Headlines @ U.Va.
FIGHTING ALCOHOLISM WITH A PILL; NIH ISSUES UPDATED GUIDELINES
... [A] new wave of drugs is poised to radically change the way doctors approach the disease. Over the past decade, neurobiologists have been decoding the brain’s addiction pathways, paving the way for a crop of targeted medications that act on brain receptors to blunt cravings, ease withdrawal symptoms and dull the euphoric effects of alcohol. In one of the most controversial developments, the new drugs may help alcoholics simply cut back their drinking, rather than give up alcohol completely, which some doctors say may be a more realistic goal for many patients. ... By shifting treatment into the private realm of a doctor’s office, these new drugs could appeal to people who would otherwise never seek help in a group setting such as AA. “What it will do is make alcoholism a mainstream problem that family practitioners deal with,” says Bankole Johnson, U.Va. professor of neuroscience and psychiatry, who oversees clinical trials on some of the new drugs. (Wall Street Journal,
SIX UNIVERSITIES SAY SOCIAL-NORMS APPROACH HELPS THEM COMBAT HIGH-RISK DRINKING
Proponents of social-norms strategies to reduce high-risk drinking have new data to support their approach. During a teleconference on Aug. 4 that was sponsored by the National Social Norms Resource Center, officials of six colleges, including U.Va. and Virginia Commonwealth University, discussed the findings of multiyear social-norms campaigns. All said the programs were helping them change students’ perceptions of drinking on their campuses in an effort to reduce alcohol abuse and its negative effects. Social-norms alcohol campaigns are based on the theory that students overestimate how much their peers drink, and that giving them accurate information about campus norms will prompt them to drink less. (Chronicle of Higher Education, Aug. 5)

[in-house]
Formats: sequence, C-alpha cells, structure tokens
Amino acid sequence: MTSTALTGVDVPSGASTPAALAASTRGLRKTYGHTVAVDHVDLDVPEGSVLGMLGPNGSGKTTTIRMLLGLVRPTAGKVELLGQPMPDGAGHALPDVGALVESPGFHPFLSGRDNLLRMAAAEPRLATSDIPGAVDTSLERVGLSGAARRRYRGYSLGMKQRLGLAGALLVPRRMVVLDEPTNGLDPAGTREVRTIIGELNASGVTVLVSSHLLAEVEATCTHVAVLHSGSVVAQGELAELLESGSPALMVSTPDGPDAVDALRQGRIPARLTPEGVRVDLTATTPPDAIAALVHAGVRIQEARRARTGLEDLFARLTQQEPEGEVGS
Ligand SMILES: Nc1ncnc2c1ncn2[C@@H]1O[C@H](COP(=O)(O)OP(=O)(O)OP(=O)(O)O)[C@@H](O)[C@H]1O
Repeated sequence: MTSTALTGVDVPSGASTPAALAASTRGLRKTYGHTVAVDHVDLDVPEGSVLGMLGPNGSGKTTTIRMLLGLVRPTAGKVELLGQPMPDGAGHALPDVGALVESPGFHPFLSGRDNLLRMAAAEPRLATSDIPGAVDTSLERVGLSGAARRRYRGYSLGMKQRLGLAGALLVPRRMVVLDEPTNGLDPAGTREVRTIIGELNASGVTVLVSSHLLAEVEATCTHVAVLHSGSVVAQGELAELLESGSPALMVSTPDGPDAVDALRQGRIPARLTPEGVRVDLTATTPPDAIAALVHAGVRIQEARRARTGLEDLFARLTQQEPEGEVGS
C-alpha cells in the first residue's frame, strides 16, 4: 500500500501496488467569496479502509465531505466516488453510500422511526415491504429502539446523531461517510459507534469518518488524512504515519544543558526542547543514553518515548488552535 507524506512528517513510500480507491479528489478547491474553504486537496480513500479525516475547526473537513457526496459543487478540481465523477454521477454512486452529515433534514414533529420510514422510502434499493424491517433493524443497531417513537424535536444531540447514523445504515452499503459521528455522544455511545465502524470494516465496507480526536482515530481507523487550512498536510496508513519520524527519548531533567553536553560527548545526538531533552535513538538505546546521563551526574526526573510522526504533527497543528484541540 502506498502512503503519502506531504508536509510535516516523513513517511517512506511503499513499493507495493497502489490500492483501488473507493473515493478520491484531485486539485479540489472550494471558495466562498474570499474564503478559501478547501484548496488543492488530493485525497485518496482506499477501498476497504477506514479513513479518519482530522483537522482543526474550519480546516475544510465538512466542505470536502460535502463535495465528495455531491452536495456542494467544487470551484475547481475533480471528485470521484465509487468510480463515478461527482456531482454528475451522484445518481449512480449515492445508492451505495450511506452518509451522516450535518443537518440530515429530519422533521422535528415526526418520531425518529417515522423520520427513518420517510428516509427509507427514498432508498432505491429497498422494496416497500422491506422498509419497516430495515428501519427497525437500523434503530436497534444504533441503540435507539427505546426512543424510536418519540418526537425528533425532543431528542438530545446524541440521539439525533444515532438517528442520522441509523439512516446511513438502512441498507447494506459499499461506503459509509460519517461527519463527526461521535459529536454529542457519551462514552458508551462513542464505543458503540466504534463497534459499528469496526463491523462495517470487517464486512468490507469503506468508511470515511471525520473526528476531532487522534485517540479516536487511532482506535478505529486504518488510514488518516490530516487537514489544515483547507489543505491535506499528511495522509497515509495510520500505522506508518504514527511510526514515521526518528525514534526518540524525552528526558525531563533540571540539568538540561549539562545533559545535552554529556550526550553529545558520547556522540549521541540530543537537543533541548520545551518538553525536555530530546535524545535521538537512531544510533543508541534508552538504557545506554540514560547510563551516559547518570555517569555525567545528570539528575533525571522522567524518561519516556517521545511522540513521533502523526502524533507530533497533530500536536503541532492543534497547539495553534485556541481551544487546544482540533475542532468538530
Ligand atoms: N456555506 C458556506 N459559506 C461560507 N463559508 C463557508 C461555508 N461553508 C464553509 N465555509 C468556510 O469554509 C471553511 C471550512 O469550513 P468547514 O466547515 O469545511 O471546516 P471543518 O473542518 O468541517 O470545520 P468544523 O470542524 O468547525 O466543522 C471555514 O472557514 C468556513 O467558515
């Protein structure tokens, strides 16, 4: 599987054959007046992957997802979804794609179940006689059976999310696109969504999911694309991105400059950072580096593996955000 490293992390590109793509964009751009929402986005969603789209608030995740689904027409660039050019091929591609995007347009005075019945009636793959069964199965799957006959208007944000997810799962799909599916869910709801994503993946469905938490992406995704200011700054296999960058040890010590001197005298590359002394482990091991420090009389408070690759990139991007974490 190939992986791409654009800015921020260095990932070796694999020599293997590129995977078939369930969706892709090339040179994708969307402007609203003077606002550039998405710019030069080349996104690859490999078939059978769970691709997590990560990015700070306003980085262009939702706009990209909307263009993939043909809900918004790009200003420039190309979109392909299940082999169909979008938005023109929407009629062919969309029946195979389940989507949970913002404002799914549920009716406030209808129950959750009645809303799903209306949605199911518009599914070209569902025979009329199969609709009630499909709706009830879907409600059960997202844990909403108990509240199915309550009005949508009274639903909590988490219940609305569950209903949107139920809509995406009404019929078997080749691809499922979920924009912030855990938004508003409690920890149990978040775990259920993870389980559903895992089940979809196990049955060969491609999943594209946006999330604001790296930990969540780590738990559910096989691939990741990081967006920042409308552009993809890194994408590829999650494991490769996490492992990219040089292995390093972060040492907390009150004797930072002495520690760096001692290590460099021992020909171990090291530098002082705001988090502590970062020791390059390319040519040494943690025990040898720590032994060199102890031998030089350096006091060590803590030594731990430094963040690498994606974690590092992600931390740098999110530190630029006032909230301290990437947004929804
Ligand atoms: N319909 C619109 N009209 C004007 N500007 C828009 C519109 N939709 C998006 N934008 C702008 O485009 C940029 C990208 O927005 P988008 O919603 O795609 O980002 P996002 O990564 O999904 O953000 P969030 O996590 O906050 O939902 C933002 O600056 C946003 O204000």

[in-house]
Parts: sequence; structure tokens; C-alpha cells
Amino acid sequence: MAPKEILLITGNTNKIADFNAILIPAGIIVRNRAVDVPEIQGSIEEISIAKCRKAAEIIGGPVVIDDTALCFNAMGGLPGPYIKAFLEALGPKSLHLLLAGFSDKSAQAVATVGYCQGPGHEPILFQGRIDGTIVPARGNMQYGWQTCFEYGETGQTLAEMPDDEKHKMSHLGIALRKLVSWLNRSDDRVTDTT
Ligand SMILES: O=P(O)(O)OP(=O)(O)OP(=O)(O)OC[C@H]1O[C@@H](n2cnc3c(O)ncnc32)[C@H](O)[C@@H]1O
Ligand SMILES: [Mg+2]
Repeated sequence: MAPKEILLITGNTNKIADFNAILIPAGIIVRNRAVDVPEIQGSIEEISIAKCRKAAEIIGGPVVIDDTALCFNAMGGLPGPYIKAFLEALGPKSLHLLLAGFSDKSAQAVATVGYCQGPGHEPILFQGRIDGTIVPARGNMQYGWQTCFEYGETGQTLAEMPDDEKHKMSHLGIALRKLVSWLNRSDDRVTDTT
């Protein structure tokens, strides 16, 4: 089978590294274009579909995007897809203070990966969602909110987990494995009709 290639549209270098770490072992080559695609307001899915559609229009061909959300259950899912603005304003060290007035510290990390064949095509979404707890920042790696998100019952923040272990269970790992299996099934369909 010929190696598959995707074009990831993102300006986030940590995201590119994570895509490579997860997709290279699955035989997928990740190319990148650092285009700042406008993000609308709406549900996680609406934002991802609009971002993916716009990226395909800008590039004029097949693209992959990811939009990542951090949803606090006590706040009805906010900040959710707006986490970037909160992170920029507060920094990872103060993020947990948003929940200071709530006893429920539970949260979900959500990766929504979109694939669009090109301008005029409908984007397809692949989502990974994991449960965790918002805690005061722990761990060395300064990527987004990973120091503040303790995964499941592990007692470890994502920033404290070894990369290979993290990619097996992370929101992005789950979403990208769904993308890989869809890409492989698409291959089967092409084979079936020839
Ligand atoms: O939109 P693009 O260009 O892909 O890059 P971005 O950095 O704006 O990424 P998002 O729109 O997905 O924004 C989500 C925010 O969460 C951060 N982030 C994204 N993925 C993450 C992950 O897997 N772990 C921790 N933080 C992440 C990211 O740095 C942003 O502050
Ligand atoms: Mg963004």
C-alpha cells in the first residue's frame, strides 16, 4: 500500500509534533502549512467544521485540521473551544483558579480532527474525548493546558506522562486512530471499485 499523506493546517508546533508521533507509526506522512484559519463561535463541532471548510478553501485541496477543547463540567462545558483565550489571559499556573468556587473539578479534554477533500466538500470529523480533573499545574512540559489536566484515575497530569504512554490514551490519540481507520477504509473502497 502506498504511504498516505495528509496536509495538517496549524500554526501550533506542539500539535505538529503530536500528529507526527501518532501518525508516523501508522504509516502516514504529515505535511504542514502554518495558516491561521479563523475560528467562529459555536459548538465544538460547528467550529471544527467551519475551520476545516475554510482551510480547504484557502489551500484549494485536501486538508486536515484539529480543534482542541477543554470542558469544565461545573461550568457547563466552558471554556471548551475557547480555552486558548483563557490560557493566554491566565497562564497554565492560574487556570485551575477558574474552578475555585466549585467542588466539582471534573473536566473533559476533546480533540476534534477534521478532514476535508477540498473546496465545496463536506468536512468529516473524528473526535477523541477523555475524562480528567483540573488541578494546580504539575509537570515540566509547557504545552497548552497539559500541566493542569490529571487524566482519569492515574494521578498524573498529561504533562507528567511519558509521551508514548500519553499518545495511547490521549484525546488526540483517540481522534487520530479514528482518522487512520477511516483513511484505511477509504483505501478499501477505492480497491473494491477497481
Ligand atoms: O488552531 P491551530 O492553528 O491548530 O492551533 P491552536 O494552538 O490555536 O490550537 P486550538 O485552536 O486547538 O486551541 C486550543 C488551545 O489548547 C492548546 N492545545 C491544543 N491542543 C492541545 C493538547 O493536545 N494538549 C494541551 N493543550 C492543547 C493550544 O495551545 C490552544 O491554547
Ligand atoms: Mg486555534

CUTTING COLLEGE COSTS: A BIG SCHOLARSHIP ISN’T THE ONLY WAY TO SAVE MONEY
Fall ushers in not only a new batch of college students, but also parents who fret about the ballooning cost of a college education. That’s understandable. Tuitions are expected to continue rising far faster than the rate of inflation — increasing next fall by an average of about 8 percent at public colleges and universities and 5.7 percent for private colleges. Tuition and fees at private colleges now top $20,000 a year on average — and that doesn’t include room and board, which can sometimes be a requirement at private schools. But while many families scour desperately for big-ticket scholarships or despair at the huge debts they expect to incur, there are a few tricks that can save a chunk of change over the course of a college career, from the application process to senior year. ... It also can pay to not head off to your dream school right away. Cheaper alternatives, such as community colleges, are increasingly emerging as a way to gain entry to top-notch four-year colleges — while saving thousands of dollars in tuition at the same time. ... Other community colleges maintain informal but still close ties to a flagship state university. Every year, about 150 graduates of Piedmont Virginia Community College apply to U.Va., and about two-thirds of them are accepted. (Wall Street Journal, Aug. 15)